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And the melodious choristers of Spring
wing In quiet rest, and the dim twilight creeps With deepening shadow o'er the sky, and
weeps The falling dew o'er the departing day, The closing flowers, the sun's last gilded ray; Then, Christian, in thy solitude repair To the still chamber,--'tis the hour of prayer. Now breathe the hidden feelings of thy soul, Now breathe thy griefs and cares without
control Into thy gracious Saviour's tender breast And His deep love shall soothe thy heart to
WAKE, slumbering Christian, ere the first faint
blush Of morning tinge the sky with crimson flush; Ere nature and her train with beauty rife Spring in a joyous bound to light and life, And the glad sky-lark as she soars on high, With liquid sweetness trills her melody. As the bold eagle with unflinching gaze, Steers his swift course towards the sun's brignt
rays, Plume thy soul's wings, and with a stedfast eye Mount up by faith to joys beyond the sky; Forget the things of earth, and upward move On holy pinions to thy home above, And let thy morning sacrifice ascend As fragrant incense to thy God and Friend, Till it descend upon thee in a shower Of heavenly blessings multiplied each hour.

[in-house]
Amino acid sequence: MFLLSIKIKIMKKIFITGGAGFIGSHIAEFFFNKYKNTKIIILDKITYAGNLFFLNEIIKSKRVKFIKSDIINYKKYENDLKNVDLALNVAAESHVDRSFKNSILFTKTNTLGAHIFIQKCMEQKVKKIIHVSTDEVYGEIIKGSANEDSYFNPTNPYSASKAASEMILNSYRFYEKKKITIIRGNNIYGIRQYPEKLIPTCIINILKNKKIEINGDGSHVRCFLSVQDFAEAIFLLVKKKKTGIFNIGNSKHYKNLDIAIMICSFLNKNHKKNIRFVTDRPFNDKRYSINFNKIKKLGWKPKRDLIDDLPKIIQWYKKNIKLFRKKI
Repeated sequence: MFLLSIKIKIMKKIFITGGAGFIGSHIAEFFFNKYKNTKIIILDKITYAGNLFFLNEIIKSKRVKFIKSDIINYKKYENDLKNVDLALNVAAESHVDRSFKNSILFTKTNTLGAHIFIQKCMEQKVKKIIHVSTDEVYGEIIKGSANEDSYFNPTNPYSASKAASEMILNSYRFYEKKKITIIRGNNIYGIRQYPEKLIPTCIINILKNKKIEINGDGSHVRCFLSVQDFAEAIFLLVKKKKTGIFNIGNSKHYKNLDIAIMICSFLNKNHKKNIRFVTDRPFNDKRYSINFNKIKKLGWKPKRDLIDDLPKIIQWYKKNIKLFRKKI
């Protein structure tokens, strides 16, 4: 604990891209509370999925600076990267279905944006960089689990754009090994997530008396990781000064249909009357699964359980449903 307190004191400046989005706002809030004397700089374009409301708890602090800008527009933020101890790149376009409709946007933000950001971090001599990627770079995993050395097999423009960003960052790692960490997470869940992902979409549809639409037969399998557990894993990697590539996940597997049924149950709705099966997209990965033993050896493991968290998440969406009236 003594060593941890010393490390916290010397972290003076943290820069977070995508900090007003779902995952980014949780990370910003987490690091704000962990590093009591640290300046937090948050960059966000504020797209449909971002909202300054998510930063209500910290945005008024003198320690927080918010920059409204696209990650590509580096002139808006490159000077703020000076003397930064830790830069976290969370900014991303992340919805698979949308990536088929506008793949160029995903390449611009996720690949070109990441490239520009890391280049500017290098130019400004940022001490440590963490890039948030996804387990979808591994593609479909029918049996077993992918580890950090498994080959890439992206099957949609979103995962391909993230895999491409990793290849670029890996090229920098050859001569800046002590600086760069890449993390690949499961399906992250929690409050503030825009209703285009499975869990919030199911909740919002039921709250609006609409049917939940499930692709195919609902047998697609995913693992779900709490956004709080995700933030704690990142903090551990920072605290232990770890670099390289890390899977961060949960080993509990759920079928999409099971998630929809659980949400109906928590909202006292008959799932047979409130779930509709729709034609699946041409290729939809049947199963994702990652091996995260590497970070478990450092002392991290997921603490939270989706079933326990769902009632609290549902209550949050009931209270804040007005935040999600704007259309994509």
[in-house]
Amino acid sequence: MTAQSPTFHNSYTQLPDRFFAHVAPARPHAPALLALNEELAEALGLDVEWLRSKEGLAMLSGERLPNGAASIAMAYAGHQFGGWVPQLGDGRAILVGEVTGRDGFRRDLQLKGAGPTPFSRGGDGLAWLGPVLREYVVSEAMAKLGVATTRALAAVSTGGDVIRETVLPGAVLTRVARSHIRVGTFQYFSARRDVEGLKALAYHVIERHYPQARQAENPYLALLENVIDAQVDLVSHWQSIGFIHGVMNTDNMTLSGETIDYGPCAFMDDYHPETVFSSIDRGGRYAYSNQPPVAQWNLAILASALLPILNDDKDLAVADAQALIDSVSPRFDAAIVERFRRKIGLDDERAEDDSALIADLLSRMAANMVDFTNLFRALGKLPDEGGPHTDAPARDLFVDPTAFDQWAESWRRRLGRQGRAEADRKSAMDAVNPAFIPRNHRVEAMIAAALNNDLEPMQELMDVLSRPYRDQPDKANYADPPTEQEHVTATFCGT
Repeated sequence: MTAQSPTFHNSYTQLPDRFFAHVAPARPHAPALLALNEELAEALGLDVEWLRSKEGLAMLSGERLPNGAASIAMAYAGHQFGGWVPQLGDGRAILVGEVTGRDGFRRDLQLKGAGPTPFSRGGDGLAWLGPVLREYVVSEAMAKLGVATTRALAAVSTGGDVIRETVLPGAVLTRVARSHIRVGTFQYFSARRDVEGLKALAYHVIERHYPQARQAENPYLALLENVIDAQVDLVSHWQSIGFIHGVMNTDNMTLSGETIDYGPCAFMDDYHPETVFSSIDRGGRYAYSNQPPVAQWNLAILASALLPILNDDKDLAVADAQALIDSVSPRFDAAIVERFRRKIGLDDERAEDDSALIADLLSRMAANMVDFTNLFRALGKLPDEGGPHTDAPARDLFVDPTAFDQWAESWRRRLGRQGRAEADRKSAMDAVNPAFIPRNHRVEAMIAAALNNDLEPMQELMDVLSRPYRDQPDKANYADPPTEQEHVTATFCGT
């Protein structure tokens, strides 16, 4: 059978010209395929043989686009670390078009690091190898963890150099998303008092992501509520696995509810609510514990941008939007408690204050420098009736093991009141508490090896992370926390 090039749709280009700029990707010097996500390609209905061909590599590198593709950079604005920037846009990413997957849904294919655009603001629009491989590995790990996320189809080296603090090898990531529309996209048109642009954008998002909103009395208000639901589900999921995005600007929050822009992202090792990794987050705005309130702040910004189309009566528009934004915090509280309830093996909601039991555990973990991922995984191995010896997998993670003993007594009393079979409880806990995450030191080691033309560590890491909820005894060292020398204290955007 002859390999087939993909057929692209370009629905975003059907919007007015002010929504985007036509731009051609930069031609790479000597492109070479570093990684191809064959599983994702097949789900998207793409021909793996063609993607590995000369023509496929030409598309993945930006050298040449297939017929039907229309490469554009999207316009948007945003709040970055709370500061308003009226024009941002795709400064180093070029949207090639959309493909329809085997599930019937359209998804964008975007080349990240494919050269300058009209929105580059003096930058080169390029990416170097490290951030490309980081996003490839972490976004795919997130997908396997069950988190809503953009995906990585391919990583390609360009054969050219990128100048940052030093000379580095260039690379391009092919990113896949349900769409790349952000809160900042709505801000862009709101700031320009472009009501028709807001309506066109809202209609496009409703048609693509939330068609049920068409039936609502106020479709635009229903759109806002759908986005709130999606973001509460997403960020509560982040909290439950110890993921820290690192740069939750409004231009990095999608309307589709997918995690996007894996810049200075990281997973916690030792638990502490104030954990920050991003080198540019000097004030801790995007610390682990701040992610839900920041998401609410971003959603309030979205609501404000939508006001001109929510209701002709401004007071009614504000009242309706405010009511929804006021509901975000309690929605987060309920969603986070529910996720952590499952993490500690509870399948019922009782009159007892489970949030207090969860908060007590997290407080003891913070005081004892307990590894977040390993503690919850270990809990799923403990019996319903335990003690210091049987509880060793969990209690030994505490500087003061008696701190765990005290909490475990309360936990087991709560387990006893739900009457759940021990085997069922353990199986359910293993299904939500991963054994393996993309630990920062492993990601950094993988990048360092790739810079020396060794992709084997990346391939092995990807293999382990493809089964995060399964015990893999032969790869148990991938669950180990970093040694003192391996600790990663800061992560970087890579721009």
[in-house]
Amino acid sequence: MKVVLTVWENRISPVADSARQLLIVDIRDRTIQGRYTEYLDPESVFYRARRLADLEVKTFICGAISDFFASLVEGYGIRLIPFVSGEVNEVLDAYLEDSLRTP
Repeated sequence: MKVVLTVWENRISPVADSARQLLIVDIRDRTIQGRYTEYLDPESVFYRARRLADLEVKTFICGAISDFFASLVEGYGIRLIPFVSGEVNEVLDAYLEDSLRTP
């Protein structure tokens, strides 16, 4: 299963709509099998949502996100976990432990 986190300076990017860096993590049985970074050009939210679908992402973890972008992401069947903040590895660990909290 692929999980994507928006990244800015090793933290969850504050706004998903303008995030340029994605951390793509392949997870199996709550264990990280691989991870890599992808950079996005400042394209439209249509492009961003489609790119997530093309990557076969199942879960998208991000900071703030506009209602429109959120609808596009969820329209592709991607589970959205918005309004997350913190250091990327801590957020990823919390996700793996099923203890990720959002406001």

THE DYING CHRISTIAN.
“PRECIOUS in the sight of the Lord is the death of His saints.”—Psalm cxvi. 15.
“Oh, loose this frame, this knot of man un tie,
“I FEAR not death, for Christ has pass'd
Its terrors through ;
With heaven in view.
These ebon arrows tipp'd with love
Affright me not:
All else forgot.
Like the free bird which springs on high,
I leave my clay;
To realms of day.
To see His face who died for me
Whose precious blood, Offered in love upon the tree,
Brought me to God.
Though feebly gasps my failing breath,
For Christ is near.
His arm of love supports my head
He whispers peace ;
My sorrows cease.
Loosely these earthly fetters hang
One struggle more,
One quiv’ring gasp, one parting pang
And all is o'er.”
The soul has burst her bonds of clay,
And upward flies
Too bright for mortal eyes.
A CHRISTIAN WOMAN.
“WHILE they behold your chaste conversation, coupled with fear.
“Whose adorning, let it not be that outward adorning of plaiting the hair, and of wearing of gold, or of putting on of apparel :
“But let it be the hidden man of the heart, in that which is not corruptible, even the ornament of a meek and quiet spirit, which is in the sight of God of great price.”—1 Peter iii. 2, 3, 4.
Meek is her lowly mien—the loving grace